A noteworthy patient at Calgary Wildlife this summer was a great blue heron that spent over 50 days in care.
The heron was found in Kananaskis with fishing wire wrapped around one wing. He was quickly transferred to Calgary Wildlife by a conservation officer.
Upon admittance he had extensive injury to the wing, significant bleeding, and was refusing food. It was a serious situation and his condition was not stable. Birds have extremely delicate bones and a major injury to a wing, like this one, could easily prove to be fatal.
The recovery process was very slow and it took weeks for the heron’s condition to stabilize and to begin self feeding. Following a procedure to realign the bones in the wing, he had to go through extensive physiotherapy so that his wing could heal fully.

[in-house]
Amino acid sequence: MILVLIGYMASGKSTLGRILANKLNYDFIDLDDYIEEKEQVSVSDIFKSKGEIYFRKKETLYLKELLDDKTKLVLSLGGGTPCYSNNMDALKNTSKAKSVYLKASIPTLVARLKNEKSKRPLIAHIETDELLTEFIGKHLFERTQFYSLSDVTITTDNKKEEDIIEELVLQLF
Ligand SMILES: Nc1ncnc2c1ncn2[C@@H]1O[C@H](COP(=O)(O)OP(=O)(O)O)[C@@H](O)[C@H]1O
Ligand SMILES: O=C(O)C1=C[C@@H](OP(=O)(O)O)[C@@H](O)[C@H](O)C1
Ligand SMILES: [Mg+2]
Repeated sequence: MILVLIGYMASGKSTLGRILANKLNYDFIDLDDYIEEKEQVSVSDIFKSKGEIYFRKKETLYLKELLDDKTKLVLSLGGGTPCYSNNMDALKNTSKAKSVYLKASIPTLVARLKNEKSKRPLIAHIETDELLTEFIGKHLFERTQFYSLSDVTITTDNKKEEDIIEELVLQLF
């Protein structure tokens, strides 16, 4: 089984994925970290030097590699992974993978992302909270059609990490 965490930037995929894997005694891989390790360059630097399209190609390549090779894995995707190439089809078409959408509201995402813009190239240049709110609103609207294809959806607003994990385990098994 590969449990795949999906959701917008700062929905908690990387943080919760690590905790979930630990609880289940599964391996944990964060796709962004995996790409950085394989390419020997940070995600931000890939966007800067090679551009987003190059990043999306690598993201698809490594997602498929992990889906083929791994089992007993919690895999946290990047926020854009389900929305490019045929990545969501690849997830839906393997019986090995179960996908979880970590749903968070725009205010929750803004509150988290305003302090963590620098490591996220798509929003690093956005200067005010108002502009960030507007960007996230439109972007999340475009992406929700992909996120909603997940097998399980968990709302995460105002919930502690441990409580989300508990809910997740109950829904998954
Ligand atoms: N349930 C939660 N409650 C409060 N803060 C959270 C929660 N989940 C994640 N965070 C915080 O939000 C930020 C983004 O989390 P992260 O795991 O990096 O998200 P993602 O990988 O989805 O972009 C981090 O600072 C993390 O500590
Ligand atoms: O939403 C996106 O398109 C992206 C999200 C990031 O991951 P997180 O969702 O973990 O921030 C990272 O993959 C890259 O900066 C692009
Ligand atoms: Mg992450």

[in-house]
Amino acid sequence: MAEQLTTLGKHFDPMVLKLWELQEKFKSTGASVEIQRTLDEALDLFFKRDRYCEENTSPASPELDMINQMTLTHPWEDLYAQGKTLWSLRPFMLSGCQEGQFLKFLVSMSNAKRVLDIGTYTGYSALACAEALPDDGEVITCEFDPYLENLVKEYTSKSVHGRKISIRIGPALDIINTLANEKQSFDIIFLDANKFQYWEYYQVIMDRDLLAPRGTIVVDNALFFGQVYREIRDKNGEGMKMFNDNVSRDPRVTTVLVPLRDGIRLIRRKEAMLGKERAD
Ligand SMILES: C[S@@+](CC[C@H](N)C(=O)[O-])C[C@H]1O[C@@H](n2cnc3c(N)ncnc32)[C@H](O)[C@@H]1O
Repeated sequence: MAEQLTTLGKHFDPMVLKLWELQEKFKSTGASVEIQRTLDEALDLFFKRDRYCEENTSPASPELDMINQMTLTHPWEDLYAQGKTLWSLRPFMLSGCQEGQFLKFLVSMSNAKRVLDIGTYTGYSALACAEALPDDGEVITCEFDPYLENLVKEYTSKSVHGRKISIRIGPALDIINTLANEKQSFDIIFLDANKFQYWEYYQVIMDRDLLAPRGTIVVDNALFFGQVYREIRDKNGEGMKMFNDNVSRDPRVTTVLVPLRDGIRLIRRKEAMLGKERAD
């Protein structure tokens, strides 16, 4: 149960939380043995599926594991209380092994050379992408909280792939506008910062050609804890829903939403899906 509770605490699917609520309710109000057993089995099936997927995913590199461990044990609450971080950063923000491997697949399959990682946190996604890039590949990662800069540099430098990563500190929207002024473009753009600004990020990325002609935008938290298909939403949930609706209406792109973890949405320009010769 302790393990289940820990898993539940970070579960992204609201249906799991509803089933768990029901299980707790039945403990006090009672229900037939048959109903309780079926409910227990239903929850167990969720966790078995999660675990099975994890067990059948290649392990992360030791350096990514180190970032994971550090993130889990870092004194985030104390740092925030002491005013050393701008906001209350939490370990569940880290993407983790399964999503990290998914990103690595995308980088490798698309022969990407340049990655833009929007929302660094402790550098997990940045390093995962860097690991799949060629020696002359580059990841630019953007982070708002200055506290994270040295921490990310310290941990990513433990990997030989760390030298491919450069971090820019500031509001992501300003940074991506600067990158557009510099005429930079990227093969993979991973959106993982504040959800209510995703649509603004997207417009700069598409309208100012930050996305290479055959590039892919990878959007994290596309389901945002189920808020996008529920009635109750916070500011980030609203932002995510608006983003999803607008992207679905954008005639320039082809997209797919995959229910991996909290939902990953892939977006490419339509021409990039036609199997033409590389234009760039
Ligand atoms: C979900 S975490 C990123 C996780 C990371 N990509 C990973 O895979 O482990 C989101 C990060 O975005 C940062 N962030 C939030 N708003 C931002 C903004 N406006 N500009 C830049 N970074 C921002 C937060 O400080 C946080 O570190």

Once he was ready to begin flying again, he was moved to our largest flight pen where he continued to heal and gain his strength back.
After 51 days in care he was ready to be released back into the wild. He was released in Kananaskis on August 11th, with the help of the conservation officer who had found him first in June.
Against all odds this patient pushed through a difficult recovery and was able to return to the wild, not all animals in this situation would be so fortunate.
If you are fishing or engaging in other outdoor activities it is imperative to follow the ‘leave no trace’ rule to keep our wildlife safe and the environment clean.